However well supported by modern compilers, take notice that stdint.h is not officially in the latest C++ standard (know by C++03).

        Looking again at the statement that aroused my curiosity, what is the relation between int64_t and long long?
        Well, they represent the same thing in most architectures! Both int64_t and long long first got defined by C99 standard, but int64_t definition ensures that 64 bits are used for represent the integer value while with long long at least 64 bits must be used.

        For example, some architectures represent long and int with the same number of bits (32 bits). The standard only requires at least N bits. :-)

         


        Variadic C/C++

        Ξ September 27th, 2009 | → 0 Comments |
        Programming |, , |


        Did you ever wanted to create your own printf and never knew how to make your functions or methods take a variable number or arguments? Then this test if for you…

        If you ever took the chance to read the manual page for printf functions, I may noticed the following definition for the this C standard variadic function (yes, thats’s how functions/methods that a variable number of arguments):

        int printf(const char *format, …);

        All the magic is done by that ‘strange’ three points. Let’s see how one can one them. Imagine you what to implement a logging interface using the following variadic function (note: level_t is an enumerate of the available log levels):

        void log(level_t level, const char *format, …);

        This allows you to add log entries like:

        log(FATAL, “Exiting to unknown problem.”);
        log(ERROR, “Unable to open file %s.”, filename);
        log(WARNING, “Falling to default configuration.”);
        log(INFORMATION, “Computation at step %d : %s.”, step, description);
        log(DEBUG, “Running iteration %d.”, i);


        After understanding that the ‘strange’ three points represent a va_list which contains the list of arguments. The way to access the contents of the three points is as follow:

        void log(level_t level, const char *format, …)
        {
          va_list args                // 1. create the list of pointers to unnamed arguments
          va_start(args, format);     // 2. initialize the list of pointers to arguments
                                      //    note: the second argument must be the last of fixed arguments
         
        printf( “Level %d”, level );// 3. use printf to display the required information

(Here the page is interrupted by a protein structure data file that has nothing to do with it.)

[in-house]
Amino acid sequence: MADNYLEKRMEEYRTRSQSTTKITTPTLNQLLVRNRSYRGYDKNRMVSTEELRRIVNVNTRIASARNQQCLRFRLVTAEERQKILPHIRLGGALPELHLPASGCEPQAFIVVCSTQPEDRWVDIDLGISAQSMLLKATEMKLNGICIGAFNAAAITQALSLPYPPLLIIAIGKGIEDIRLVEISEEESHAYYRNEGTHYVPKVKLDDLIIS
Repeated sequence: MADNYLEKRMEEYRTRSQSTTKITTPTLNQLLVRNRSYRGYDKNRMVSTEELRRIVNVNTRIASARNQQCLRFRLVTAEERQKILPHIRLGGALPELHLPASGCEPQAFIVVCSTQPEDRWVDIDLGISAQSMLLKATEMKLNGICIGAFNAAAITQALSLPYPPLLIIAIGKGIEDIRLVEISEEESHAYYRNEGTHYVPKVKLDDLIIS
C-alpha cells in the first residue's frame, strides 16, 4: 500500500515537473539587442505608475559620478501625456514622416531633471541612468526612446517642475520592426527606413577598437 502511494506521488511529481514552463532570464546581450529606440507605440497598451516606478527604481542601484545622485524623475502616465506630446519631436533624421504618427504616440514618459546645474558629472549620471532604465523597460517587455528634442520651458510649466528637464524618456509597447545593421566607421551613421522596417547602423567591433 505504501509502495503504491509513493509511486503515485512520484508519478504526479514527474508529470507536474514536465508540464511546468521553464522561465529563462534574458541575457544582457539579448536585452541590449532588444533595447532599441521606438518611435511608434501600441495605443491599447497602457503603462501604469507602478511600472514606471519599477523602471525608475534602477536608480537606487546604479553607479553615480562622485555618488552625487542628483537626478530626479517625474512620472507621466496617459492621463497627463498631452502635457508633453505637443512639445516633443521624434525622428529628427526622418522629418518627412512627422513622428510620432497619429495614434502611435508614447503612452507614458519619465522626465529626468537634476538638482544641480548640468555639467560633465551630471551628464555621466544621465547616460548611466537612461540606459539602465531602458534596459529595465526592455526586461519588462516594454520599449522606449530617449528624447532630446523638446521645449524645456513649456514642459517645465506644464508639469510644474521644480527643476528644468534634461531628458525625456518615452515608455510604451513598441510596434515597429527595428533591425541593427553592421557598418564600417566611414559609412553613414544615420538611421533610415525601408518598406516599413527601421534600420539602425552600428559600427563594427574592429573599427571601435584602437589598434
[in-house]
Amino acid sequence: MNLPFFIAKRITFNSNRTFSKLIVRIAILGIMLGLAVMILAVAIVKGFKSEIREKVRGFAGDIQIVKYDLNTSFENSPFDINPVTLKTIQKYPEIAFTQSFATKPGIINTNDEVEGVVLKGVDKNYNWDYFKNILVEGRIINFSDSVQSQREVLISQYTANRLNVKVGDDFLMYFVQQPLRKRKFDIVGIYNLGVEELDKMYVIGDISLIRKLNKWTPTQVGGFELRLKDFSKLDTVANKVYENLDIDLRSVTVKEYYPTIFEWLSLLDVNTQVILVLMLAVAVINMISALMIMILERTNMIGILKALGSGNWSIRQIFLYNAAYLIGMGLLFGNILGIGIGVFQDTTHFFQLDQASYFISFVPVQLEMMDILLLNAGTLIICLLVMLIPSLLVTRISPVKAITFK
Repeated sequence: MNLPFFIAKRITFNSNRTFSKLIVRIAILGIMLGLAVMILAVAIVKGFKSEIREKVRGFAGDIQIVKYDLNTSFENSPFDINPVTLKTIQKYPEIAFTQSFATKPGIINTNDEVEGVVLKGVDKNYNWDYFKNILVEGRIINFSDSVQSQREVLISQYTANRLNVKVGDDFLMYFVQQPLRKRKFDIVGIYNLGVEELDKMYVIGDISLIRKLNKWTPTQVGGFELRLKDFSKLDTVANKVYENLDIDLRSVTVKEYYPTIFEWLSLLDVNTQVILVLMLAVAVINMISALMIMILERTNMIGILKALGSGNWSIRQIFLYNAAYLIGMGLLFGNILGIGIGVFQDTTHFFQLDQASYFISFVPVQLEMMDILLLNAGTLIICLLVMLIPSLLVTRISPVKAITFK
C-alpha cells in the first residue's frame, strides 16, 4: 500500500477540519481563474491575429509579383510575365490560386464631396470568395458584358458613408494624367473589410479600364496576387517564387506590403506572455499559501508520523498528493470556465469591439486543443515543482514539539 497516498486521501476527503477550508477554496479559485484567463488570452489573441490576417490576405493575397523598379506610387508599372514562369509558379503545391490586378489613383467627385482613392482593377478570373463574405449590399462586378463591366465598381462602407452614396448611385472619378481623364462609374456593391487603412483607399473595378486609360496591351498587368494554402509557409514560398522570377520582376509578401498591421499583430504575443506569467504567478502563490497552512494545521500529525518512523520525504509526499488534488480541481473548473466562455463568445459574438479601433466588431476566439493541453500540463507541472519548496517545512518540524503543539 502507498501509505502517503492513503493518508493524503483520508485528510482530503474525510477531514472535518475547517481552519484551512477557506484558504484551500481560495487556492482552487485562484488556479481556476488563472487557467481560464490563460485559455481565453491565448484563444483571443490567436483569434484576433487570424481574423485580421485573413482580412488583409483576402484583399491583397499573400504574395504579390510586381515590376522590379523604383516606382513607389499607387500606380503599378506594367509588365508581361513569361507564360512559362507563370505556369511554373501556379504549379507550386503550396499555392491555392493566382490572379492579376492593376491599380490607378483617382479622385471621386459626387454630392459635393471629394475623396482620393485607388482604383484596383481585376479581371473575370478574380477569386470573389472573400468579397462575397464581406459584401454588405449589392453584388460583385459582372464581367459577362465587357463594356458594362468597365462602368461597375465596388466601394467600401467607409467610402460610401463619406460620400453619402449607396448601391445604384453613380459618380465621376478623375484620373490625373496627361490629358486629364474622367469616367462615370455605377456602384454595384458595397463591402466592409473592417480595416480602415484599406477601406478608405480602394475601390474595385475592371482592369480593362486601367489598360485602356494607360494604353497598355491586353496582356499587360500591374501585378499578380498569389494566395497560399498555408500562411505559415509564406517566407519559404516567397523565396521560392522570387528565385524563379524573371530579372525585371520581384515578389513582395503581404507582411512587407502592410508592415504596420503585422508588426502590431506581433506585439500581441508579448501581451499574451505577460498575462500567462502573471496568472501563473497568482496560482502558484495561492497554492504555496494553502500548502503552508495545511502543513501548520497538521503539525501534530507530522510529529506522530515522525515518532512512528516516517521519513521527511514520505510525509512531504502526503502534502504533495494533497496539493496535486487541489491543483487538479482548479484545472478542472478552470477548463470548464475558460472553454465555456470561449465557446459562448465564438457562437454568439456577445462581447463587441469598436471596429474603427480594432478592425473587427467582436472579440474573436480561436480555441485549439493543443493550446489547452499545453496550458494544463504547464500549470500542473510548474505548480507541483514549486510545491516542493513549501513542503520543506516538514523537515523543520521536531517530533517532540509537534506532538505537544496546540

while( !va_end(args) )      // 4. iterate over available arguments, until the end of the list
          {
            const char *str

               = va_arg( args, char * ); // 5. access the argument value
                                                      //    note: it is necessary to provide the type of the argument

            printf( “%s\n”, str );       // 6. display the selected argument
          }

          va_end( args )              // 7. cleanup the argument list
        }

        This is one way to do it, but you can implement the same function based of a printf sibling, called vprintf which allows you to pass the va_list directly to printf. This also solves the problem with the cast required at steo 5. of the previous example. So, this is the resulting implementation:

        void log(level_t level, const char *format, …)
        {
          va_list args;
          va_start(args, format);
         
        printf( “Level %d”, level );
          vprintf( format, args );    // notice the use of vprintf
          va_end( args );
        }

        There is also the possibility to provide the developer with variadic MACROS. See here for more details.

         


        Handling SIGSEGV Signal

        Ξ May 9th, 2008 | → 0 Comments |
        Development |, , , , |


        Soon or later, your Linux developed C/C++ code will generate a SISEGV signal and your application will miserably crash. This signal is generated when a program tries to read or write outside the memory that is allocated for it, or to write memory that can only be read. (Actually, the signals only occur when the program goes far enough outside to be detected by the system’s memory protection mechanism.) The name is an abbreviation for “segmentation violation”.

        In order to improve your program, and terminate in a controlled way, you can register a custom function to handle such signal. The following example shows the leave function that is called whenever a SIGSEGV signal is launched.

            #include

            #include

            void leave( int s ) {
                std::cout << "FATAL: Leaving due to SIGSEGV." << std::endl;
                exit( s );
            }

            int main() {
                // Register SIGSEGV handler!
                signal( SIGSEGV, leave );

                // originate a SIGSEGV
                double array[20];
                std::cout << array[10000] << std::endl;

                return 0;

            }

         


        On the nightstand...